Latest Monthly Assessment -
As the winter wet season winds down in the West, little if any significant improvement in current drought conditions is expected during April. In the northern and central
Great Plains, current soil moisture deficits range from 1-5 inches across the western Corn Belt. The CPC updated 30-day outlook for April favors below-median precipitation
in this region. Therefore, drought development is anticipated, especially in Nebraska and South Dakota. Across the southern Plains, forecasts out to 30-days favor
above-median precipitation amounts for approximately the southeastern two-thirds of Texas and southeastern Oklahoma. Above-median precipitation is also favored for the
central Gulf Coast region. Areas of moderate drought (D1) across these regions are expected to be upgraded by one category, resulting in drought removal. It is thought
that the core drought area (D3 and D4) encompassing western portions of Oklahoma and north-central Texas is unlikely to receive a 1-category improvement during the month
of April, and is expected to persist. Drought is forecast to persist and/or intensify in extreme southern Florida, during the height of the climatological dry season. In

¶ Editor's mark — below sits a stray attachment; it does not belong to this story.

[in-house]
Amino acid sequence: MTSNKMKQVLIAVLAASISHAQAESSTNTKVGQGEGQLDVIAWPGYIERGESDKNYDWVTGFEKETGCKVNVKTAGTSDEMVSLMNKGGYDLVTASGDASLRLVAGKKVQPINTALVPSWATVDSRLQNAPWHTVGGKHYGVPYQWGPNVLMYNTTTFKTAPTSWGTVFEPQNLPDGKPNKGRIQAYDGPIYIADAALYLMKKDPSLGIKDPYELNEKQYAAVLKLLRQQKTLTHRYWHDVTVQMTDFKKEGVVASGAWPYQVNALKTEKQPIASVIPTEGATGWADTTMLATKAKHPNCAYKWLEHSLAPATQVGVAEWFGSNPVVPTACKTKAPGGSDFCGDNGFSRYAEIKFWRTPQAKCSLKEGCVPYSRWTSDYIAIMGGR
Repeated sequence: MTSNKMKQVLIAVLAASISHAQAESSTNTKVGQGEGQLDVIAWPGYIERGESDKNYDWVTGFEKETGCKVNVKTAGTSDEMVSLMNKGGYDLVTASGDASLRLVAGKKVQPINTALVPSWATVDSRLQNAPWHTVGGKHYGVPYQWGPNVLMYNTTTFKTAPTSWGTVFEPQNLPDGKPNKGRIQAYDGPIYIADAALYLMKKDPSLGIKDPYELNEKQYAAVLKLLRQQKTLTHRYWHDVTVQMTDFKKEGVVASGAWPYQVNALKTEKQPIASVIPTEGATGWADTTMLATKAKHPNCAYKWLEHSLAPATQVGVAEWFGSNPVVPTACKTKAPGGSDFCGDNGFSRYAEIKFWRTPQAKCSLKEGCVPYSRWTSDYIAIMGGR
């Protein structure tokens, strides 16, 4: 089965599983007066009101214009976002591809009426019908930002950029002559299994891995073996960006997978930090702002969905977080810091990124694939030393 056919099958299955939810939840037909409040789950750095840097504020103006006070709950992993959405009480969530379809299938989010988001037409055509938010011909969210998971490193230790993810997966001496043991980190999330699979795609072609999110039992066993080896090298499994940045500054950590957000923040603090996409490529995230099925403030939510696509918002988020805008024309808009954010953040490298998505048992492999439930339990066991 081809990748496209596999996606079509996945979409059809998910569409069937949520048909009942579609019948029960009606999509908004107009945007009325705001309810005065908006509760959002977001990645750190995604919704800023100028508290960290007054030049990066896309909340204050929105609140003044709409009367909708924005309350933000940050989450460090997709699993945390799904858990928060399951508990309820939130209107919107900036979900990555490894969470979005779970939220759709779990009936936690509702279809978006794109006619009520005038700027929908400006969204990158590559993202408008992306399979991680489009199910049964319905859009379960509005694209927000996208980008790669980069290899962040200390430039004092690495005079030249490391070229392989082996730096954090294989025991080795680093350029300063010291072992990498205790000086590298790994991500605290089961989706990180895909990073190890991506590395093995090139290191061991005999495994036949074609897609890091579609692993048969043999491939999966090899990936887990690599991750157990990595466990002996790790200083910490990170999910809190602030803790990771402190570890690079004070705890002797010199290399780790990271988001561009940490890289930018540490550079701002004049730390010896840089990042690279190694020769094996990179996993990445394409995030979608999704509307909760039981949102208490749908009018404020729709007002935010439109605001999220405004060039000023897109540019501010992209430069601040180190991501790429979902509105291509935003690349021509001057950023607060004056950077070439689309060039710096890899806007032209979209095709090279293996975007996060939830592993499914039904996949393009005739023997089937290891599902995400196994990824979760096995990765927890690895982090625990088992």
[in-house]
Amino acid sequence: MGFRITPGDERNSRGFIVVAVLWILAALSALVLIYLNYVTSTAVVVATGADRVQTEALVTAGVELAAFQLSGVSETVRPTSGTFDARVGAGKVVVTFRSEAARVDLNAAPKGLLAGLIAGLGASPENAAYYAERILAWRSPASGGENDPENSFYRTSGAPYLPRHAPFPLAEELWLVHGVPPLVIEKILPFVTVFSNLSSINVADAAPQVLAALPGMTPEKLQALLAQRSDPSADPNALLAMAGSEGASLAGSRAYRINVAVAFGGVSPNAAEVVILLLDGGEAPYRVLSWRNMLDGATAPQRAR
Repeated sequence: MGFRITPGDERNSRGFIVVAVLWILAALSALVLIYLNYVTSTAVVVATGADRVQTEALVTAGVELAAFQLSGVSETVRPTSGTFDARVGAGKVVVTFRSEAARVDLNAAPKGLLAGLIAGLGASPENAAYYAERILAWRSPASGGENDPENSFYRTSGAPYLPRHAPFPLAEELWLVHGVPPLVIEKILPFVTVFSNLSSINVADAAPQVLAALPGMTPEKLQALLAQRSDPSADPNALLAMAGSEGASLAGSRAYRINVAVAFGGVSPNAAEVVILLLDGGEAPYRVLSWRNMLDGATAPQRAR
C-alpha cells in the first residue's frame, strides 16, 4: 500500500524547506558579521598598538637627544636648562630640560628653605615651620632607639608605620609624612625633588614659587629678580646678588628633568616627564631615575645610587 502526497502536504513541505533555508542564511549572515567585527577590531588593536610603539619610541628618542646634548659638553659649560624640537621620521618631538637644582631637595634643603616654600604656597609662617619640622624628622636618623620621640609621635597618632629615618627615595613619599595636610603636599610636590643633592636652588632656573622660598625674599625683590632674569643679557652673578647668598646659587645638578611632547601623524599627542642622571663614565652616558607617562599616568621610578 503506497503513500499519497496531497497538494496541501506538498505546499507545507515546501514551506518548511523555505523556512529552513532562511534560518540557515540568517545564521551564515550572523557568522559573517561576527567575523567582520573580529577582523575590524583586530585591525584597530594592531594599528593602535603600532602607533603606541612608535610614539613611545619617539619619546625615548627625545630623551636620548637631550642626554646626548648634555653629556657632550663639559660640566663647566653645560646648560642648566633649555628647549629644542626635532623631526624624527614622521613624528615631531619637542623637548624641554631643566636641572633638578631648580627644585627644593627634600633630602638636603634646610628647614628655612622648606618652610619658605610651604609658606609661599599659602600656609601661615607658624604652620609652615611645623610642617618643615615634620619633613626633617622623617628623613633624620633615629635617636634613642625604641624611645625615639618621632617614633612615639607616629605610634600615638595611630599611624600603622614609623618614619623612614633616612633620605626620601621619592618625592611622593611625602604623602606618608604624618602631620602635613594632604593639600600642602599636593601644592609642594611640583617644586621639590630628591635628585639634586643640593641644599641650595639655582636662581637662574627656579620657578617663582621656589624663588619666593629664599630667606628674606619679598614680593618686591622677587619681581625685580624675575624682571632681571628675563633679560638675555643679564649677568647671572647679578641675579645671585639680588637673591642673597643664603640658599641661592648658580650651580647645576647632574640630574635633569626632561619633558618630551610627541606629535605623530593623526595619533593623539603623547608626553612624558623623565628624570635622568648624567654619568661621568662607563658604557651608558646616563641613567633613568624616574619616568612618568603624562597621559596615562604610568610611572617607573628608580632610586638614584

Hawaii, the spring season is generally a somewhat drier time of year, and it will be difficult to achieve a one-category improvement in the current drought conditions
across the islands.
Tools used in the U.S. Monthly Drought Outlook (MDO) included the official Climate Prediction Center (CPC) updated temperature and precipitation outlooks
for April 2015,, various short- and medium-range forecasts and models such as the 7-day
precipitation totals from the Weather Prediction Center (WPC), the 6-10 day and 8-14 day CPC forecasts, week 3 and 4 experimental outlooks, the NAEFS precipitation
outlooks, dynamical models (CFSv2), the 384-hour total precipitation forecasts from several runs of the GFS, climatology, the latest official Drought Monitor
analysis (released on March 26), observed precipitation during the previous month, and initial conditions.
As the wet season undergoes its annual transition to the dry season in the western contiguous U.S., precipitation amounts accordingly decline, with the Pacific
Northwest being the region that typically receives the last of the winter season's storms. The Weather Prediction Center (WPC) forecasts 2-4 inches of precipitation
during the next 7-days across the mountainous terrain of both Washington and Oregon. This precipitation, and the week 2 outlook favoring above-median precipitation,